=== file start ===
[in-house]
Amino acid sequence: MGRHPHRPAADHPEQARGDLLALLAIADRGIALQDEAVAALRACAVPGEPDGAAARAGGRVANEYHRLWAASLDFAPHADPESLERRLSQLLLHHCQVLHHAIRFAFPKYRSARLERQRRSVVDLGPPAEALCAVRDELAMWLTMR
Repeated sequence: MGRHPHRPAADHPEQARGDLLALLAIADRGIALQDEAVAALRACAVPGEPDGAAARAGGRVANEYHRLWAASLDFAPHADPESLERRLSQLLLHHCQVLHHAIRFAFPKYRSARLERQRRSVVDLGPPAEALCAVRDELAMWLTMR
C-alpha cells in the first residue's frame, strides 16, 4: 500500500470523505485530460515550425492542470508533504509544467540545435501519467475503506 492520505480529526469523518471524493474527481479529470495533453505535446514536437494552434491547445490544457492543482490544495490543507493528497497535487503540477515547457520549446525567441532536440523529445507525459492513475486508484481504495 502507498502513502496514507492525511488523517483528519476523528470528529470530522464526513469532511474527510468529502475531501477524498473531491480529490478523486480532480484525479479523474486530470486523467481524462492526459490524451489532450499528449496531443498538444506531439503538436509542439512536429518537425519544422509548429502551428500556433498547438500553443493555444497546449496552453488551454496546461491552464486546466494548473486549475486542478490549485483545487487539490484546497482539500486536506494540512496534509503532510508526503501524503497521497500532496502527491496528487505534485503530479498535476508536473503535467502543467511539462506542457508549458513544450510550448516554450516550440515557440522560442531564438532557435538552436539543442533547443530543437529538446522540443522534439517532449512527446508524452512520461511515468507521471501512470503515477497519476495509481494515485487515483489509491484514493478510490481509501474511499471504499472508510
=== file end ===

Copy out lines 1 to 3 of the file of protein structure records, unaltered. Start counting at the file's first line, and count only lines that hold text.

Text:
[in-house]
Amino acid sequence: MGRHPHRPAADHPEQARGDLLALLAIADRGIALQDEAVAALRACAVPGEPDGAAARAGGRVANEYHRLWAASLDFAPHADPESLERRLSQLLLHHCQVLHHAIRFAFPKYRSARLERQRRSVVDLGPPAEALCAVRDELAMWLTMR
Repeated sequence: MGRHPHRPAADHPEQARGDLLALLAIADRGIALQDEAVAALRACAVPGEPDGAAARAGGRVANEYHRLWAASLDFAPHADPESLERRLSQLLLHHCQVLHHAIRFAFPKYRSARLERQRRSVVDLGPPAEALCAVRDELAMWLTMR